Toro’s uranium mine will struggle financially: report

An economist has warned that Western Australia’s first proposed uranium mine may struggle to reach development.

An economist has warned that Western Australia’s first proposed uranium mine may struggle to reach development.

The claims are made in a report commissioned by Greens senator Scott Ludlam into the economic viability of Toro Energy’s proposed Wiluna project.

The study says that the project’s profitability relies on a number of sensitive issues, ABC reported.

Roderick Campbell, the paper’s author, says the company may struggle to make the project viable.

"The Wiluna project sits very high on the cost curve of global uranium projects," he said.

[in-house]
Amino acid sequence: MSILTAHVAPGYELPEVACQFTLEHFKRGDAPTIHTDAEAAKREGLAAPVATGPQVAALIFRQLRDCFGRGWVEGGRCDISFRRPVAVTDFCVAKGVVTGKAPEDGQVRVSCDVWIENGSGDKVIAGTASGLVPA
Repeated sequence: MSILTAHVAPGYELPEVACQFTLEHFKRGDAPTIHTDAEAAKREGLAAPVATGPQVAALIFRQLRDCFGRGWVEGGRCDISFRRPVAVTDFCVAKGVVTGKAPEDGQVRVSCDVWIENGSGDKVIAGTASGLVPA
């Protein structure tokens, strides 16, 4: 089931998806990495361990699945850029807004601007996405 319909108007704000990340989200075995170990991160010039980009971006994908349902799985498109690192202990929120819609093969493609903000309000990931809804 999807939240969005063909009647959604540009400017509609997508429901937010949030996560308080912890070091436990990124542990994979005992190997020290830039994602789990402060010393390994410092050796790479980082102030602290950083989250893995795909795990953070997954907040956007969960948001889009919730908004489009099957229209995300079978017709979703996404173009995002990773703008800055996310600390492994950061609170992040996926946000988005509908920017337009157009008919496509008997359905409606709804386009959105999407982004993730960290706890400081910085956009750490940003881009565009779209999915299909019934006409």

"It's difficult to see why any of the major uranium players would invest in this project when there's a lot of cheaper projects out there."

In a statement, Toro said the Wiluna project had won Federal Government approval after a rigorous three and a half year assessment.

It said there is significant market interest from international energy companies and global resource investors.

However, Ludlam claims the project will only manage to be remain viable if Toro avoid clean-up costs.

He also said the company had failed to submit a mine closure plan, which would add to the project’s financial burden.

Toro have previously said if financing arrangements went to plan the mine would be in production by the end of 2015.

The $269 million Wiluna mine, is set to become Western Australia's first uranium mine.

It will process 1.3 million tonnes of ore annually, and produce around 820 tonnes of uranium oxide concentrate.

Under Toro’s plans uranium oxide will be transported from Wiluna through the outskirts of Kalgoorlie and over the border into South Australia.

Mine officials say the project will have a 14 year life and regulators say the development will be heavily controlled.

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